There are a few species of snakes with naturally blue eyes. But most snakes’ eyes, in their wild coloration, are a shade of brown or yellow.
By taking advantage of random genetic mutations, snake breeders have managed to create snakes with blue eyes. The most popular blue-eyed snakes are blue-eyed leucistic ball pythons. They are pure white, with bright blue eyes.
What Are Blue-Eyed Leucistic Ball Pythons?
Leucism is a genetic mutation that reduces the amount of melanin (dark pigment) in the body. In ball pythons, it creates a patternless, pure white snake. But unlike in amelanism and albinism, the eyes retain some melanin.
Leucistic ball pythons can either be black-eyed or blue-eyed, depending on their genetic background. Blue-eyed leucistics are the most popular variation. You can create a blue-eyed leucistic (BEL) ball python by breeding certain morphs together, including:
- Het Russo
Pairing any of the above morphs has a 1 in 4 chance of producing a BEL. You can also breed a butter with a butter, for example. Breeding a phantom ball python to a lesser or butter can also produce a BEL.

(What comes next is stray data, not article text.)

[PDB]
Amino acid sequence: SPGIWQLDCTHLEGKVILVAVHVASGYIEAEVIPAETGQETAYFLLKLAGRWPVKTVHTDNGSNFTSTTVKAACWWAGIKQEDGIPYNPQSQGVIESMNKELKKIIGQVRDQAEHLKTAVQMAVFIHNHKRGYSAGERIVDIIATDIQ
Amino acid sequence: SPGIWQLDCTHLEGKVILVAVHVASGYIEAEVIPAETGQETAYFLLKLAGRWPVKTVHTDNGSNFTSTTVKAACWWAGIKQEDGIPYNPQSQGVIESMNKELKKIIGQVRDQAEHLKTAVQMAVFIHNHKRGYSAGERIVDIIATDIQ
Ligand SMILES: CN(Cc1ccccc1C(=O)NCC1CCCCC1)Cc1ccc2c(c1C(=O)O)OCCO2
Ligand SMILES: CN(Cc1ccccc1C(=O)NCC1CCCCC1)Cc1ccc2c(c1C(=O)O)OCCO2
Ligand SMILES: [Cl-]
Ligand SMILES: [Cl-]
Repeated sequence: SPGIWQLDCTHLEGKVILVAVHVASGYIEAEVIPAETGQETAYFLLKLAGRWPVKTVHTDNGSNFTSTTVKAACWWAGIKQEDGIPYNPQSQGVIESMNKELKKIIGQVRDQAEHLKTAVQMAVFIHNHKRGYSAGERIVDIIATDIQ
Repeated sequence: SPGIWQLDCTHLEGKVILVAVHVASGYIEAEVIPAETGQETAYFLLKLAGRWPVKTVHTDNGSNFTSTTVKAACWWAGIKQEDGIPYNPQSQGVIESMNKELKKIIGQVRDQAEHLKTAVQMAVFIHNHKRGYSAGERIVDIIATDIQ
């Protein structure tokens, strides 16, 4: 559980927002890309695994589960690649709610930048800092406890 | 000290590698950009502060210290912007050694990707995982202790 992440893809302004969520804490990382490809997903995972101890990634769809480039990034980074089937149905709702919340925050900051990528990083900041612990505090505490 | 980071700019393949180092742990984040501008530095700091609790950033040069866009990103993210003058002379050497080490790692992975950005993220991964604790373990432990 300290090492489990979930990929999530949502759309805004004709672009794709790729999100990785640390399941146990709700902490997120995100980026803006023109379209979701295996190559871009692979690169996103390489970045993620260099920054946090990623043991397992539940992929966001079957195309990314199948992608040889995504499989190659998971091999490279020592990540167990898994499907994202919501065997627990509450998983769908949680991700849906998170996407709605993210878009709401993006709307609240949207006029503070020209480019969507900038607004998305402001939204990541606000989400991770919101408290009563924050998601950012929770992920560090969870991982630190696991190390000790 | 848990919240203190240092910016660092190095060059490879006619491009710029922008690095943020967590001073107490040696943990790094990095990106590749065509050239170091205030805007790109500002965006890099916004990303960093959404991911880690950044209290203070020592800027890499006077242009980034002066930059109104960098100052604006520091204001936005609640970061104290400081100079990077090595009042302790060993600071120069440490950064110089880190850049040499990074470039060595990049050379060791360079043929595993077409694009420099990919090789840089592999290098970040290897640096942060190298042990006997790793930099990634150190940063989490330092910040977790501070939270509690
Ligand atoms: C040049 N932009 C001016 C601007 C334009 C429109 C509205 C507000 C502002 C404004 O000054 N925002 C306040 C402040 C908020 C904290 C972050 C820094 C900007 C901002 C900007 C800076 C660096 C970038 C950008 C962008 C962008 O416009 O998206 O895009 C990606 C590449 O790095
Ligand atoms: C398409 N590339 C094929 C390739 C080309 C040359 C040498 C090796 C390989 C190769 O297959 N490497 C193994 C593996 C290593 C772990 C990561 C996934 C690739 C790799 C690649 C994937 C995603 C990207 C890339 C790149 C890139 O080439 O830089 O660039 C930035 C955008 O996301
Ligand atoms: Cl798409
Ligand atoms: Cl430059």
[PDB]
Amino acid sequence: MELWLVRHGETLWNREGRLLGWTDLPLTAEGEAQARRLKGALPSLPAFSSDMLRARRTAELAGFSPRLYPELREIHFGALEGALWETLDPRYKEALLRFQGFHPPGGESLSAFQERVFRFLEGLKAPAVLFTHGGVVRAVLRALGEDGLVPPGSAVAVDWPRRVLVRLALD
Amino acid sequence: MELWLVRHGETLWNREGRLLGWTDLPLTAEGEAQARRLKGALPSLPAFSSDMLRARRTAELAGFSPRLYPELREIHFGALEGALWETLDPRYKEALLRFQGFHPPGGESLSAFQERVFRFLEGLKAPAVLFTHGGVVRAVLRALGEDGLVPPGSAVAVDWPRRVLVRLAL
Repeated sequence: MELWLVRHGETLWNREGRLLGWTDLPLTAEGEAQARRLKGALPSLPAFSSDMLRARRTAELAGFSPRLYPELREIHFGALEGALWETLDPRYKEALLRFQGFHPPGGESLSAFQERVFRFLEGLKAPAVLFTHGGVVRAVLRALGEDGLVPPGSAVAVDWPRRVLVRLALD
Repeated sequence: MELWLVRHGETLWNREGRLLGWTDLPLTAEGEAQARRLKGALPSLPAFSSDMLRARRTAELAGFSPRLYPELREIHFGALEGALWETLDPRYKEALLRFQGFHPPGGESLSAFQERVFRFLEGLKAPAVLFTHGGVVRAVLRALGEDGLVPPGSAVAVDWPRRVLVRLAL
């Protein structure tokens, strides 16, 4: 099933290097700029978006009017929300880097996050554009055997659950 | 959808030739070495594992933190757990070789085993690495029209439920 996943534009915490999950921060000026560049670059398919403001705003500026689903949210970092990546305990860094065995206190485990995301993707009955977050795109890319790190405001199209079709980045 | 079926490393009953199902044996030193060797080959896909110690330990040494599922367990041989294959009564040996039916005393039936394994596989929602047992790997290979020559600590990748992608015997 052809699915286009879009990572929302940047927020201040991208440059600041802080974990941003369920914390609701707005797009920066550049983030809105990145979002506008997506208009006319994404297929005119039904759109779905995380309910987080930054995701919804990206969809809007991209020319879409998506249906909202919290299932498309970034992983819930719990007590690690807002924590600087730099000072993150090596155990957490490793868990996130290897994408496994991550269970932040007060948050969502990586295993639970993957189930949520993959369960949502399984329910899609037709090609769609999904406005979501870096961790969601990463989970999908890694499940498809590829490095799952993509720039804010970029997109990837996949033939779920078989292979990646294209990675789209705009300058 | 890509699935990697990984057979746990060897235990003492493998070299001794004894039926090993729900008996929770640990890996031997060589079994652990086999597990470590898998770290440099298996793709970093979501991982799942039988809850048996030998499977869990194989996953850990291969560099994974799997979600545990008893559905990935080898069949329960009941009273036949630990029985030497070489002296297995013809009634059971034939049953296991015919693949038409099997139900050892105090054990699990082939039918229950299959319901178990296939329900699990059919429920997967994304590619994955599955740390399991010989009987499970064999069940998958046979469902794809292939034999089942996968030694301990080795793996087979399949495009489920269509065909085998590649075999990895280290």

Along with ball pythons, other snakes come in blue-eyed leucistic morphs. These include reticulated pythons, Burmese pythons, and Texas rat snakes.
There’s no such thing as a blue-eyed leucistic corn snake (yet). However, Palmetto and Ultramel Anery corn snakes have blue eyes.
Wild Snakes with Blue Eyes
Not all snakes with blue eyes are the result of selective breeding or designer morphs. Some species of snake naturally have blue eyes, as part of their wild coloration.
Most snakes with naturally blue eyes are nocturnal. This could be because blue eyes are more UV-sensitive, so they allow more light to reach the retina.
Emerald Tree Boa